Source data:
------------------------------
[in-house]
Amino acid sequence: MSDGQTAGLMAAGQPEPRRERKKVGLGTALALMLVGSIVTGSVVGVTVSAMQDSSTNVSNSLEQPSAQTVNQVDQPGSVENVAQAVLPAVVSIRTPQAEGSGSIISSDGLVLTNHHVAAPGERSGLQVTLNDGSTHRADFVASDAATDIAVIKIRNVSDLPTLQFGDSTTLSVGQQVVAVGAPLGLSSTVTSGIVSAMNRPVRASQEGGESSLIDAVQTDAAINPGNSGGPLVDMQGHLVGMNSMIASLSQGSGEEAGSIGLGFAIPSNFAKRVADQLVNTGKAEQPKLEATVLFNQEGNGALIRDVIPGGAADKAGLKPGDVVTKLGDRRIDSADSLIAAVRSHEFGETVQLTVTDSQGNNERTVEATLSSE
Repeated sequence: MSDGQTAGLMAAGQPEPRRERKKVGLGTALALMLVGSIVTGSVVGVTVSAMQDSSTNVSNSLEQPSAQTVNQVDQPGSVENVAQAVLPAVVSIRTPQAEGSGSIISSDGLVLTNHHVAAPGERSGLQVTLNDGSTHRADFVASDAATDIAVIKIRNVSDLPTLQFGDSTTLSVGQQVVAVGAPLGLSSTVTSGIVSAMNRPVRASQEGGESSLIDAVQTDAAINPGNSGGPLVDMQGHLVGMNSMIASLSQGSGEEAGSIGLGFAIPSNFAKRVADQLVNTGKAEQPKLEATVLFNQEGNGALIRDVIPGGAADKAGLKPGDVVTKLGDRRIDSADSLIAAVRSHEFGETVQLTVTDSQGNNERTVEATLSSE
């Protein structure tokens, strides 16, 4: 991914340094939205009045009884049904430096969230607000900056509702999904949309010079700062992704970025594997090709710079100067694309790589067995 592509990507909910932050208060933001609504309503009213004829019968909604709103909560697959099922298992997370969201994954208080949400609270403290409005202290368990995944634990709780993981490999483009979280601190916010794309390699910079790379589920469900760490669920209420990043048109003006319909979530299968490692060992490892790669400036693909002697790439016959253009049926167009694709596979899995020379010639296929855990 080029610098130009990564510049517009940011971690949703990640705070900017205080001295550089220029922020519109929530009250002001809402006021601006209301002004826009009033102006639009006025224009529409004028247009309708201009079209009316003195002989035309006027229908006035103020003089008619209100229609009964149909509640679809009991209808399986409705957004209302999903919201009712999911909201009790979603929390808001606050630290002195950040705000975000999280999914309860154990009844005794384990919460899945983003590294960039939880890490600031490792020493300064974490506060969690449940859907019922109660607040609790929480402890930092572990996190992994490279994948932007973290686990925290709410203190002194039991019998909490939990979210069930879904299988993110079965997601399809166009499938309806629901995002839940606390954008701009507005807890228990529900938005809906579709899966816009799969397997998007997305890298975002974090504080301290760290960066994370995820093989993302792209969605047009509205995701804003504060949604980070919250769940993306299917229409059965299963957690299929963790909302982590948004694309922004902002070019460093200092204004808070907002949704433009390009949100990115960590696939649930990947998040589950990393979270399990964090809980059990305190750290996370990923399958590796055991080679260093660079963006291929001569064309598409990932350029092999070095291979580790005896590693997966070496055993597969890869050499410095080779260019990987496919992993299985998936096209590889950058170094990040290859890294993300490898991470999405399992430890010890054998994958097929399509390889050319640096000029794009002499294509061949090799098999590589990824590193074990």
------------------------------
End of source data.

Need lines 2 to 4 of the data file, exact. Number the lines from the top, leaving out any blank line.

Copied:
Amino acid sequence: MSDGQTAGLMAAGQPEPRRERKKVGLGTALALMLVGSIVTGSVVGVTVSAMQDSSTNVSNSLEQPSAQTVNQVDQPGSVENVAQAVLPAVVSIRTPQAEGSGSIISSDGLVLTNHHVAAPGERSGLQVTLNDGSTHRADFVASDAATDIAVIKIRNVSDLPTLQFGDSTTLSVGQQVVAVGAPLGLSSTVTSGIVSAMNRPVRASQEGGESSLIDAVQTDAAINPGNSGGPLVDMQGHLVGMNSMIASLSQGSGEEAGSIGLGFAIPSNFAKRVADQLVNTGKAEQPKLEATVLFNQEGNGALIRDVIPGGAADKAGLKPGDVVTKLGDRRIDSADSLIAAVRSHEFGETVQLTVTDSQGNNERTVEATLSSE
Repeated sequence: MSDGQTAGLMAAGQPEPRRERKKVGLGTALALMLVGSIVTGSVVGVTVSAMQDSSTNVSNSLEQPSAQTVNQVDQPGSVENVAQAVLPAVVSIRTPQAEGSGSIISSDGLVLTNHHVAAPGERSGLQVTLNDGSTHRADFVASDAATDIAVIKIRNVSDLPTLQFGDSTTLSVGQQVVAVGAPLGLSSTVTSGIVSAMNRPVRASQEGGESSLIDAVQTDAAINPGNSGGPLVDMQGHLVGMNSMIASLSQGSGEEAGSIGLGFAIPSNFAKRVADQLVNTGKAEQPKLEATVLFNQEGNGALIRDVIPGGAADKAGLKPGDVVTKLGDRRIDSADSLIAAVRSHEFGETVQLTVTDSQGNNERTVEATLSSE
């Protein structure tokens, strides 16, 4: 991914340094939205009045009884049904430096969230607000900056509702999904949309010079700062992704970025594997090709710079100067694309790589067995 592509990507909910932050208060933001609504309503009213004829019968909604709103909560697959099922298992997370969201994954208080949400609270403290409005202290368990995944634990709780993981490999483009979280601190916010794309390699910079790379589920469900760490669920209420990043048109003006319909979530299968490692060992490892790669400036693909002697790439016959253009049926167009694709596979899995020379010639296929855990 080029610098130009990564510049517009940011971690949703990640705070900017205080001295550089220029922020519109929530009250002001809402006021601006209301002004826009009033102006639009006025224009529409004028247009309708201009079209009316003195002989035309006027229908006035103020003089008619209100229609009964149909509640679809009991209808399986409705957004209302999903919201009712999911909201009790979603929390808001606050630290002195950040705000975000999280999914309860154990009844005794384990919460899945983003590294960039939880890490600031490792020493300064974490506060969690449940859907019922109660607040609790929480402890930092572990996190992994490279994948932007973290686990925290709410203190002194039991019998909490939990979210069930879904299988993110079965997601399809166009499938309806629901995002839940606390954008701009507005807890228990529900938005809906579709899966816009799969397997998007997305890298975002974090504080301290760290960066994370995820093989993302792209969605047009509205995701804003504060949604980070919250769940993306299917229409059965299963957690299929963790909302982590948004694309922004902002070019460093200092204004808070907002949704433009390009949100990115960590696939649930990947998040589950990393979270399990964090809980059990305190750290996370990923399958590796055991080679260093660079963006291929001569064309598409990932350029092999070095291979580790005896590693997966070496055993597969890869050499410095080779260019990987496919992993299985998936096209590889950058170094990040290859890294993300490898991470999405399992430890010890054998994958097929399509390889050319640096000029794009002499294509061949090799098999590589990824590193074990």